I can get as obsessed with politics as anyone. But in these essays, I prefer to focus on what the earth we emerged from has to tell us about our lives. Especially about how we might live for the sustainable prosperity of all. After the 2016 election, I wrote Sowing Seeds into the Whirlwind. There I turned to what I took comfort from — the millions of people worldwide who are working to make the world a better, fairer, saner, greener place. The blessed unrest that Paul Hawken describes in his book of that name. They are still there, and there are even more of them now, more energized than ever. 

Rough blazing star (Liatris aspera) bud. Wah-Kon-Tah Prairie, El Dorado Springs, Missouri by Betsey Crawford

Rough blazing star (Liatris aspera) bud. Wah-Kon-Tah Prairie, El Dorado Springs, Missouri

As a Sierra Club newsletter so well put it: “When it comes to dealing with [the environment] there are few obstacles to progress as great as the hot mess of greed, denial, and incompetence that is the current U.S. federal government.” Yet that was in an article about reasons for hope. Partly because the Sierra Club, along with Earthjustice and the National Resources Defense Council, has spent the last three years taking the Trump administration to court on a continuous basis. And have won almost all of the challenges that have been decided so far. 

Small and nimble, the newer Community Environmental Legal Defense Fund has expanded its work in helping communities resist corporate takeovers of land and resources. This year their lawyers helped Toledo residents get personhood rights for Lake Erie. It’s “the first rights-based law in the United States that specifically acknowledges the rights of a distinct ecosystem, securing the Lake’s rights to exist, flourish, and naturally evolve.” Of course, the Ohio legislature immediately voted to outlaw such laws. But, as the organizers said, they are not going anywhere.

Pinedrops (Pterospora andromedea) Colorado Springs, Colorado by Betsey Crawford

Pinedrops (Pterospora andromedea) Colorado Springs, Colorado

Post-industrial northern Ohio is also the home of the only Ph.D. program in biomimicry, design based on nature’s 3.5 billion years of research and development. People involved are hoping to turn their corner of the rust belt into the Silicon Valley of biomimicry. Cleveland, Ohio is pioneering a local and cooperative economy in a collaboration that is now called the Cleveland Model. The quote that leads this essay is from Ted Howard, the model’s founder/collaborator. He was asked why certain communities were leading the way in creating their own versions: vision, courage, commitment.

On one day in early October, California’s Governor Newsom signed six bills designed to move California beyond fossil fuels. Twenty-five states have joined the U.S. Climate Alliance, formed to keep the United States moving toward the Paris Climate Agreement goals even though the Trump administration has abandoned them. Here is a list of recent actions by, among others, New York, Michigan, Virginia, New Mexico, and Pennsylvania.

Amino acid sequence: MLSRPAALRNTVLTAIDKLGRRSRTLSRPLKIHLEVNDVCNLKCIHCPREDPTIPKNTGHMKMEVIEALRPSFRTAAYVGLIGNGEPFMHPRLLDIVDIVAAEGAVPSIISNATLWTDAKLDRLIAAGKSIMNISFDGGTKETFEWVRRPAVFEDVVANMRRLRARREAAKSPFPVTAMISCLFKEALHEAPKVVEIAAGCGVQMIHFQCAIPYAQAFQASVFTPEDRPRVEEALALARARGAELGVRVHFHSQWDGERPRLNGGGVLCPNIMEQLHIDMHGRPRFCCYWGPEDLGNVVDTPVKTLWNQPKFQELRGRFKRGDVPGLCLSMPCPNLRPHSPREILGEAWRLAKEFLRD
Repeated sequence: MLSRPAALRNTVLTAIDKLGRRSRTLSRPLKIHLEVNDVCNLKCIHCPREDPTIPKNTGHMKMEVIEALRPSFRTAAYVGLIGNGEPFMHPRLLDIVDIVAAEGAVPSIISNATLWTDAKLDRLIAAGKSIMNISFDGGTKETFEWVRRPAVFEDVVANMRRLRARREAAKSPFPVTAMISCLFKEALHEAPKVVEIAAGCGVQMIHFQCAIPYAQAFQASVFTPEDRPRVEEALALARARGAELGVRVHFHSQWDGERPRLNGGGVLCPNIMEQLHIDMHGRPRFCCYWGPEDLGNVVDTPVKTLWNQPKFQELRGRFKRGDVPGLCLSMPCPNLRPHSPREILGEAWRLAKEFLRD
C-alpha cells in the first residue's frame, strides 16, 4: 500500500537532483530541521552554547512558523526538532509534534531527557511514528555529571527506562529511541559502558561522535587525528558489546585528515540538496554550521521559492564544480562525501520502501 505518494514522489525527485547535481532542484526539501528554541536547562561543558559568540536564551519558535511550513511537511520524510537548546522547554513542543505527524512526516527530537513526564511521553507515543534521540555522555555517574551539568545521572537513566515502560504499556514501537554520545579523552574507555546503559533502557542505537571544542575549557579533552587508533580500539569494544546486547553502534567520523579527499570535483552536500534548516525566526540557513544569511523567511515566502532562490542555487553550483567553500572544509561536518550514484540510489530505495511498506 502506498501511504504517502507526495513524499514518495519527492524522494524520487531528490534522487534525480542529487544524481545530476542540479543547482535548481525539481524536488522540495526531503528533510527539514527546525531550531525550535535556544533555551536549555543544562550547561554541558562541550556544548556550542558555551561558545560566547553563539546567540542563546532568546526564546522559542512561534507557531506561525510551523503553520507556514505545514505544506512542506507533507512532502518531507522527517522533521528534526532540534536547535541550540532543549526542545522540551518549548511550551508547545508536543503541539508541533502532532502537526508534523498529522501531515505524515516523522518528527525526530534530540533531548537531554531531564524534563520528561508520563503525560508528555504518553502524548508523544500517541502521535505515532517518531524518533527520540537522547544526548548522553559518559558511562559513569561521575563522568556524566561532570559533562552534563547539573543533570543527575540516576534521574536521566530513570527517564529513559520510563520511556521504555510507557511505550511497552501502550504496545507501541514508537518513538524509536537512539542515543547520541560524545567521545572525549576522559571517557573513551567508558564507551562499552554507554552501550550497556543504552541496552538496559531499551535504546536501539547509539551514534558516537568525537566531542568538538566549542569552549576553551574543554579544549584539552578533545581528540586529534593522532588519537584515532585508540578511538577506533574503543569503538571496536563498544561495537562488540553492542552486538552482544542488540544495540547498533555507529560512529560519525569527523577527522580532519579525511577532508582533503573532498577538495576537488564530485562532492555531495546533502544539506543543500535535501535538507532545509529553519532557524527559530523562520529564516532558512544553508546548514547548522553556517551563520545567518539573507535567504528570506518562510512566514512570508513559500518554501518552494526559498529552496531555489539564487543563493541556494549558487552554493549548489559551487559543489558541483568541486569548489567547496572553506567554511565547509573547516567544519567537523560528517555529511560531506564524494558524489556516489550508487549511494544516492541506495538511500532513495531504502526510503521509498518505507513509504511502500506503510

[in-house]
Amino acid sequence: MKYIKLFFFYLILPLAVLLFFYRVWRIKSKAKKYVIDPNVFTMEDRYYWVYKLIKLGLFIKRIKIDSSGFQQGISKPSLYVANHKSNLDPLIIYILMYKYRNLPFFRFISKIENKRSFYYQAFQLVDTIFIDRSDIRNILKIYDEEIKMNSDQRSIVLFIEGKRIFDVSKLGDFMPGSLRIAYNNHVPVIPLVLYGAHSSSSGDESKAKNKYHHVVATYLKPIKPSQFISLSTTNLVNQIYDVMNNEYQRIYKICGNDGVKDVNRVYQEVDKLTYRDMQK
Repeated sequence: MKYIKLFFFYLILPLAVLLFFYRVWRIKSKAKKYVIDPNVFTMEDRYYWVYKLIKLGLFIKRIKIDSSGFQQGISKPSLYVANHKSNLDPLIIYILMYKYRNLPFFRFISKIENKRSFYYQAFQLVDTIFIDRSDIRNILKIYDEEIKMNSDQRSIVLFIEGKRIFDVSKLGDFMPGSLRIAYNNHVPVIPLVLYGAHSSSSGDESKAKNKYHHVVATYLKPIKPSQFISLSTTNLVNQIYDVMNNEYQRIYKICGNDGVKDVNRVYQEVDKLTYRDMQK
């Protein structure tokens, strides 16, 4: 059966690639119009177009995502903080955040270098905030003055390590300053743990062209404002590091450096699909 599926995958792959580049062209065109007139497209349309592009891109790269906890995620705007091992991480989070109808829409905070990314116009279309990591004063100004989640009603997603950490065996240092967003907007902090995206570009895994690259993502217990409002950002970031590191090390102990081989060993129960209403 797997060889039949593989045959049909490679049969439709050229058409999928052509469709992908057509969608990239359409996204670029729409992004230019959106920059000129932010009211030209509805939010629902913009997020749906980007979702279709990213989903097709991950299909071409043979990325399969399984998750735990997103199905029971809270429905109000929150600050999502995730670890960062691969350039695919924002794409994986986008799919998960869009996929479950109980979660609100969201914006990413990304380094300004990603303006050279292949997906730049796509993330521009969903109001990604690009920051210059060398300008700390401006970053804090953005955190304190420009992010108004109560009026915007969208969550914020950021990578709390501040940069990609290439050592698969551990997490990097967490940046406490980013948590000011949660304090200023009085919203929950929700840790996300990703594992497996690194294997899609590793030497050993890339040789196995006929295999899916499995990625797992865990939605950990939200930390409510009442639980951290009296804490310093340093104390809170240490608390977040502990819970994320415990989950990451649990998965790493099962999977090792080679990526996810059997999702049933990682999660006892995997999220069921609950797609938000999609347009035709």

Pricky poppy (Argemone polyanthemos) Pawnee National Grasslands, Colorado by Betsey Crawford

Pricky poppy (Argemone polyanthemos) Pawnee National Grasslands, Colorado

In July, Ethiopians took off from work and school and planted 350 million seedlings in one day, part of Ethiopia’s plan to plant four billion tree seedlings this year. Recognizing that reforestation is crucial in climate mitigation, the U.N. launched The Trillion Tree campaign in 2006. Over 15 billion trees have been planted, with China, India, and Ethiopia leading the way. The U.S. is number ten. Want to plant trees simply by surfing the web? There’s an app for that: Ecosia devotes 80% of its profits to planting trees.

Greta Thunberg sat alone in front of the Swedish Parliament one year ago, inspiring a steadily growing movement. In September she marched along with 4 million people across the globe who took up her call to change how we operate in the world. She’s in the good company of a fast-growing number of young climate activists, many from indigenous nations. Like Greta, they are courageously persisting despite endless, cruel, and threatening online and public harassment.

Barrel cactus (Ferocactus cylindraceus) Anza Borrego Desert, California by Betsey Crawford

Barrel cactus (Ferocactus cylindraceus) Anza Borrego Desert, California

In Project Drawdown’s 100 solutions to reversing global warming, educating and empowering girls and women are numbers 6, 7, and 62. Women, who grow 80% of the food eaten in poorer parts of the world, are on the front lines of climate disruption. They suffer disproportionately from issues like loss of water and soil, gender violence, toxic environments, and land rights. In a field that too often gravitates to vaunted technical solutions, women bring practical, day-to-day needs, skills, and experience.